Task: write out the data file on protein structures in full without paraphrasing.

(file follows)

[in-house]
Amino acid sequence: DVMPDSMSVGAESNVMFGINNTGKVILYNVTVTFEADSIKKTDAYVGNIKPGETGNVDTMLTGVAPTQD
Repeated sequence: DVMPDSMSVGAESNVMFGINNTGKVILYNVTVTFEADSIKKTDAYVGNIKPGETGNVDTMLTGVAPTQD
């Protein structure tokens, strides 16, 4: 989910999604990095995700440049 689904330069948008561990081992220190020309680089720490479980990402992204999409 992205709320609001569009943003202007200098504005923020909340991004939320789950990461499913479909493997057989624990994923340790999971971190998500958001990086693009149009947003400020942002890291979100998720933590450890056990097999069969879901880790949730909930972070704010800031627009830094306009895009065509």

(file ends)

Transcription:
[in-house]
Amino acid sequence: DVMPDSMSVGAESNVMFGINNTGKVILYNVTVTFEADSIKKTDAYVGNIKPGETGNVDTMLTGVAPTQD
Repeated sequence: DVMPDSMSVGAESNVMFGINNTGKVILYNVTVTFEADSIKKTDAYVGNIKPGETGNVDTMLTGVAPTQD
């Protein structure tokens, strides 16, 4: 989910999604990095995700440049 689904330069948008561990081992220190020309680089720490479980990402992204999409 992205709320609001569009943003202007200098504005923020909340991004939320789950990461499913479909493997057989624990994923340790999971971190998500958001990086693009149009947003400020942002890291979100998720933590450890056990097999069969879901880790949730909930972070704010800031627009830094306009895009065509």